Through a collaboration with local stakeholders and the organization “Reclaim Women ́s Space,” this project researched women ́s position in the Muslimcontext of Zanzibar, where there has been a more distinct gender separation traditionally. When Old Stone Town became a UNESCO-World Heritage site in 2000, the tourist industry escalated and the commercialization of space diminished the previously allocated women’s spaces. The Guardian wrote about the theme in 2018: “Spaces in which women can socialise and swap ideas may sound insignificant. But in a country in which only 16% of women have a bank account, nearly 22% are married before the age of 18 and women face many other legal, financial and institutional obstacles they are a crucial first step in allowing women to take their place economically, socially and politically.”* How can architecture and urban design principles support civil society and female empowerment in this context?
I interviewed local women and men of different ages and socio-economic backgrounds to understand how everyday life unfolds in the neighborhood of Old Stone Town. Many points could be made from meetings I have had with both individuals and groups. My main observation is that the understanding of their own position, agency and space vary a lot depending on education, socio-economic and civil status.
As a part of this project I translated the research into a room program, focusing on cultural activities for the women and the community of the neighborhood. The urban principle of differentiated public space suggests that the ground floor is open for everybody while the three upper floors provide more private spaces. The proposed pavilion has a flexible solution which allows for a varied functionality, visibility and safety. In this way, the architecture provide shielded public spaces for those women who need it, and more exposed public spaces for others.
One of the key findings for me as a Norwegian woman, is that I learnt a lot about the use of public space for women of Muslim culture. When I returned to Norway, I observed public space differently, and especially noticing how women from Muslim backgrounds were visible, or not, in public space. As I wanted to understand more, I interviewed women, and started to write articles about this theme. I think there is a lack of knowledge in how to accommodate for women, as especially women of Muslim background, which I want to contribute to creating more awareness and knowledge.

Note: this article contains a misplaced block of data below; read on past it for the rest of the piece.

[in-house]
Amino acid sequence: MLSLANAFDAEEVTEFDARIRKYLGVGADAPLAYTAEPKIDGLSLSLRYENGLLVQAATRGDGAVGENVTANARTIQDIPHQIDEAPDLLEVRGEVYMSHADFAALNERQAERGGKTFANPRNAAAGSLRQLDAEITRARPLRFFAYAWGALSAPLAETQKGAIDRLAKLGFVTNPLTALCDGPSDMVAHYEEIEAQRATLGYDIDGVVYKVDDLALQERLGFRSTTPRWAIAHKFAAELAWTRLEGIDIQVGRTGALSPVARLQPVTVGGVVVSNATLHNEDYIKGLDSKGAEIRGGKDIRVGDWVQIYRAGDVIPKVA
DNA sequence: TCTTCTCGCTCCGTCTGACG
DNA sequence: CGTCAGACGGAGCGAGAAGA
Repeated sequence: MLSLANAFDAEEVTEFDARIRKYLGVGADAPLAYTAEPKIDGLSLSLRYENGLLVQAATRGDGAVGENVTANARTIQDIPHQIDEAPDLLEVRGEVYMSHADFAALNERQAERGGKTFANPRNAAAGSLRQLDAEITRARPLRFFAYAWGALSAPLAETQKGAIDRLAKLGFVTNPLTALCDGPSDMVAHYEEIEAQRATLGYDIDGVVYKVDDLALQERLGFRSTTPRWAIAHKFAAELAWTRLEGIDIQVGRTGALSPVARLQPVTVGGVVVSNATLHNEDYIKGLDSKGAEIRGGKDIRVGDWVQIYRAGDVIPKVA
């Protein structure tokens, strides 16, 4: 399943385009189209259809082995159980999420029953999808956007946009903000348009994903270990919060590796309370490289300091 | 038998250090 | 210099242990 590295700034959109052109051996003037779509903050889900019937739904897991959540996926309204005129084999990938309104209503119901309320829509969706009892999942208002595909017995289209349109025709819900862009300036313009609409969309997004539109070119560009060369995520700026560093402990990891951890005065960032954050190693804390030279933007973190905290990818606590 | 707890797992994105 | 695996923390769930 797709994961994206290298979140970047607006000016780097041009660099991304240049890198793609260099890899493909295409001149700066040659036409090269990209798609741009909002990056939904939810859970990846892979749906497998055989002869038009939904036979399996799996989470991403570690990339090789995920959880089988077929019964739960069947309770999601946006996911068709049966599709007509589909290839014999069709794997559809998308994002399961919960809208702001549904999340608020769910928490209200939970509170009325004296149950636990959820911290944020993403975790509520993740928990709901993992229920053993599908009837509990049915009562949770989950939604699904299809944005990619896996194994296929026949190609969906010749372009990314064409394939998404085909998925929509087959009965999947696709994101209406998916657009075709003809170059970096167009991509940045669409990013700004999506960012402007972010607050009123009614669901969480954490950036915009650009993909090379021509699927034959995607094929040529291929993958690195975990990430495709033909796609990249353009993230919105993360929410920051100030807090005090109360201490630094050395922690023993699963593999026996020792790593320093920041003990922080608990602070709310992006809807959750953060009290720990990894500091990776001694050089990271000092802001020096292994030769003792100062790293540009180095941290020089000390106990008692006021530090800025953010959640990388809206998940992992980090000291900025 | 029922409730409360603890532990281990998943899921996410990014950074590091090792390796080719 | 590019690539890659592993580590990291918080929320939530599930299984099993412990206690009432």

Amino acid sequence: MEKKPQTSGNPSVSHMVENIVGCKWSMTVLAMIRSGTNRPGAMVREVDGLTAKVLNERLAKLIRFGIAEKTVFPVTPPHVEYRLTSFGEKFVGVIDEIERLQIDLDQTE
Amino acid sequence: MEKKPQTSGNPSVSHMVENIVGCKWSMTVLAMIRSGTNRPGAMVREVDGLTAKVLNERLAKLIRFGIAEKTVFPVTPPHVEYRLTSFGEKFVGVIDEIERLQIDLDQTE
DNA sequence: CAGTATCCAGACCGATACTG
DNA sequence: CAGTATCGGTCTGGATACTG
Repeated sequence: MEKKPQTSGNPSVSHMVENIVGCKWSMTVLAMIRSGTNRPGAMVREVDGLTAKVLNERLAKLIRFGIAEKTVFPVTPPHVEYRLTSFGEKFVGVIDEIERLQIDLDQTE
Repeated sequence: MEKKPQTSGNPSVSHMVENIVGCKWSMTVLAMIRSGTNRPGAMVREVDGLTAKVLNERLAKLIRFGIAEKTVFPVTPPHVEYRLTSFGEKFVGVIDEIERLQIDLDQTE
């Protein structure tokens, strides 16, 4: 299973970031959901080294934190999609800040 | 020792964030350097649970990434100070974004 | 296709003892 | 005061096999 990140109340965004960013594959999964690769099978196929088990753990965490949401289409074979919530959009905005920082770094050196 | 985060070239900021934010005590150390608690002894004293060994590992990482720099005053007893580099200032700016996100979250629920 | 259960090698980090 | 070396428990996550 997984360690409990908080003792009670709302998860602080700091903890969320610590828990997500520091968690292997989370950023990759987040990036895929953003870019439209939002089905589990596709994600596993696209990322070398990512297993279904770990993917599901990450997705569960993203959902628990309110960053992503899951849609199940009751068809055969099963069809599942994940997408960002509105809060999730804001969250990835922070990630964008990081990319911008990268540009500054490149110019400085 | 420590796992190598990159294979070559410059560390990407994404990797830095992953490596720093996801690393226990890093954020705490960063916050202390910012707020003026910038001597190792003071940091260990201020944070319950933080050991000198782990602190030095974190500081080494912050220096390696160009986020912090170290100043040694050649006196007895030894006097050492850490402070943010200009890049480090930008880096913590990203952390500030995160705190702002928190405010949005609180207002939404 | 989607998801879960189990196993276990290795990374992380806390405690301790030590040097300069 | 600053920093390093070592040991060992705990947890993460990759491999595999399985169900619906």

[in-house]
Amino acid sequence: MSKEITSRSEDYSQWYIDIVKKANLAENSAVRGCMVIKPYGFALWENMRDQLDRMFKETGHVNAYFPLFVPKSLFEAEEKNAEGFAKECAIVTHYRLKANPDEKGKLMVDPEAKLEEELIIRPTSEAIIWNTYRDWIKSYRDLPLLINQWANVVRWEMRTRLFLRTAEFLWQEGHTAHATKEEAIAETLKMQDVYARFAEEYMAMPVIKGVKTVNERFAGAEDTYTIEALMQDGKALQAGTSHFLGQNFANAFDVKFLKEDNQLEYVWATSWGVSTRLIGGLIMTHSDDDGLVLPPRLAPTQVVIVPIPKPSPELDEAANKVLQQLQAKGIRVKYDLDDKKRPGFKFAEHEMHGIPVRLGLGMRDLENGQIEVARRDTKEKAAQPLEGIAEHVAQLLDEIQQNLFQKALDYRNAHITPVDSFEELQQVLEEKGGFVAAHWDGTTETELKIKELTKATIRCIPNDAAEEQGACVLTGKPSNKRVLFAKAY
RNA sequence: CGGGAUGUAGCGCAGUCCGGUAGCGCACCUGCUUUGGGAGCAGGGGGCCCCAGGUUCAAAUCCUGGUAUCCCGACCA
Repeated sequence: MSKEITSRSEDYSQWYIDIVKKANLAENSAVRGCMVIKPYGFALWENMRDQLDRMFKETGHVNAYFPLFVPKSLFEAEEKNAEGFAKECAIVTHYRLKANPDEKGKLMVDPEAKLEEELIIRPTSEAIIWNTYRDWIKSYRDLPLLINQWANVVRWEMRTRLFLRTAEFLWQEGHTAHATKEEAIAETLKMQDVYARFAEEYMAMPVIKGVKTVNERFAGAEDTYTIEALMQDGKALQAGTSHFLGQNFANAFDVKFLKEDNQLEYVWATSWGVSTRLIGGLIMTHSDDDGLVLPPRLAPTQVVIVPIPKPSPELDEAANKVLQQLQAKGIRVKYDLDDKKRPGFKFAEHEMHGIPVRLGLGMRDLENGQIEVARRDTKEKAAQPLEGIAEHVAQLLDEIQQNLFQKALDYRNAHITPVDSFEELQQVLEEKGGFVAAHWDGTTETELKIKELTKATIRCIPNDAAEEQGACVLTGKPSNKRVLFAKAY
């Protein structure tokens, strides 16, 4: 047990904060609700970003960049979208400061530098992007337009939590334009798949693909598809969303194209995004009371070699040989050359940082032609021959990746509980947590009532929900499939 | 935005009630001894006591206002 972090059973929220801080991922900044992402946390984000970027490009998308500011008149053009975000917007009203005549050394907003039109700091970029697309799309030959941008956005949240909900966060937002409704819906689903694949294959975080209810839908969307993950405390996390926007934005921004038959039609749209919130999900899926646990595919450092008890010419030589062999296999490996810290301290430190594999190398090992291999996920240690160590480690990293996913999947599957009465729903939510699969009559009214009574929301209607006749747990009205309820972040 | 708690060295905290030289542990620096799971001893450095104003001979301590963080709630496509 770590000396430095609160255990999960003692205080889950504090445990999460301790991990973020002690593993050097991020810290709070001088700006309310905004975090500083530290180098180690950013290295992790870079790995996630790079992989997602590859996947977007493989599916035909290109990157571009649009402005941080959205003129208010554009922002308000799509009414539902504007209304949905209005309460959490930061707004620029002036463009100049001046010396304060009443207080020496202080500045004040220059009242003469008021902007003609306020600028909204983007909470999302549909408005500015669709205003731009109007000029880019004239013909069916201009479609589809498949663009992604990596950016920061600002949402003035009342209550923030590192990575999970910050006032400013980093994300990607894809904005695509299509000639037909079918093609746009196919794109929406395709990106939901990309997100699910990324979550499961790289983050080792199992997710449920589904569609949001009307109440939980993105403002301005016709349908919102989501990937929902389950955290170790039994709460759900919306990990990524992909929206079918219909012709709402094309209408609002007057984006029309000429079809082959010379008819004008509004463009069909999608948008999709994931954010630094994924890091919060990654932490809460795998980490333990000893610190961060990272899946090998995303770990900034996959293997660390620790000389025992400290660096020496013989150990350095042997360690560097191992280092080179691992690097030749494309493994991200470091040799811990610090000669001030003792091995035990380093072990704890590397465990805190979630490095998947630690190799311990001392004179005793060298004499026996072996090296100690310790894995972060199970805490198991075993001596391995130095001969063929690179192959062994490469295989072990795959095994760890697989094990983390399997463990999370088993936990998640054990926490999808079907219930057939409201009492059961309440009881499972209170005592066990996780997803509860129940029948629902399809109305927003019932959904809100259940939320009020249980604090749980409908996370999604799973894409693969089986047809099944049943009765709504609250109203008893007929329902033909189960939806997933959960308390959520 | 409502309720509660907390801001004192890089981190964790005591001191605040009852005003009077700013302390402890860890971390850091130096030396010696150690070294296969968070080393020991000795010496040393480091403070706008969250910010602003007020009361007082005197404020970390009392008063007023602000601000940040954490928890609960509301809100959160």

Although the architectural response is site-specific to this neighborhood, the urban principle of differentiated public space is applicable to other contexts and neighborhoods. In 2021 I contributed with this perspective into a report written for Områdeløft Grønland og Tøyen, Bydel Gamle Oslo, “Komplekse til trygge og inkluderende offentlige byrom.” The report provided references and analysis to the public space of Urtehagen in Grønland. The population in Grønland and Tøyen is multi-cultural, and has a large percentage of Muslim population, however, a very low percentage of the female population using the urban space.
The project has been awarded with the DOGA Newcomer Award and published in several publications. The Jury was impressed by the result, and enhances Eva Storrusten’s thorough understanding of the local customs and traditions: "This work shows a deep and thorough analysis of the local context, something the insightful and well-drawn project bears witness to."
1_50 model. Seen from North / Hurumzi Street.
An important experience for the program on the site was a pop-up outdoor cinema screening, with short films produced by Tanzanian filmmakers. The pop-up cinema screening was initiated by me, and carried out in collaboration with Emerson on Hurumzi Hotel and Zanzibar International Film Festival. During the event, the site changed from being occupied mainly men to being full of playful children and their parents. This experience proved to me the potential of a neighborhood film and cultural site.
This diagram shows the privacy layers in my architectural response, the interpretation of the reseach. The shades of color refers to the urban design principle of differentiated urban spaces.
Plan Ground Floor
1_20 Model Study
Eva Storrusten is an architect and singer based in Oslo. She is educated at Oslo School of Architecture AHO, Manchester School of Architecture and Oslo MET. She is interested in the inter-diciplinary fields of architecture, urbanism, architectural theory, music, yoga and contemporary art. Through all of her projects, her main motivation is to find sustainable solutions to complex challenges, especially on a environmental, social and cultural level.
Eva currently works at the National Association of Norwegian Architects (NAL) in addition to freelance work. She lecured at “Urban Preservation” master course at AHO spring 2020 and has recently published articles in Arkitektur N, Altså and a report for Områdeløft Grønland and Tøyen.
This project was awarded the DOGA (Norwegian Architecture and Design) Newcomer Award. My supervisors for the project were Lisbeth Funck, Matthew Anderson and Inger Lise Syversen, Per Olav Fjeld, Anders Ese, all architects.
Report written for Områdeløft Grønland og Tøyen, Bydel Gamle Oslo. “Komplekse til trygge og inkluderende offentlige byrom.” The report sums up perspectives from the learning output of the master thesis and puts in into a new context. See link to report under "additional information."